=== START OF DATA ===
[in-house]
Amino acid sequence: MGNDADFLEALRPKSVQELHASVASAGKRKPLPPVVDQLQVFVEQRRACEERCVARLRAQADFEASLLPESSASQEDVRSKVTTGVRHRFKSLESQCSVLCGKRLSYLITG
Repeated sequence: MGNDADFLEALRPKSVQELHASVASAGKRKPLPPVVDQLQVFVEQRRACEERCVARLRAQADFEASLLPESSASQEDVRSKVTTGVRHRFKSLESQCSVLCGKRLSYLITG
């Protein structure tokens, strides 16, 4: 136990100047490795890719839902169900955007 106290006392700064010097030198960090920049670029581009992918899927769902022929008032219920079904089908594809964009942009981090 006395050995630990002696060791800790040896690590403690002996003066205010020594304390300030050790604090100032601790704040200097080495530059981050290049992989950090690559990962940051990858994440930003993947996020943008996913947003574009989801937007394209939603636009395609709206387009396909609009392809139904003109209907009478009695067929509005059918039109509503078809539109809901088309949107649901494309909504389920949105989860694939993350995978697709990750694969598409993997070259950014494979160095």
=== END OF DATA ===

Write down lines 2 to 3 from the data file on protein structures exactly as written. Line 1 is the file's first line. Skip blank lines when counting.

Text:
Amino acid sequence: MGNDADFLEALRPKSVQELHASVASAGKRKPLPPVVDQLQVFVEQRRACEERCVARLRAQADFEASLLPESSASQEDVRSKVTTGVRHRFKSLESQCSVLCGKRLSYLITG
Repeated sequence: MGNDADFLEALRPKSVQELHASVASAGKRKPLPPVVDQLQVFVEQRRACEERCVARLRAQADFEASLLPESSASQEDVRSKVTTGVRHRFKSLESQCSVLCGKRLSYLITG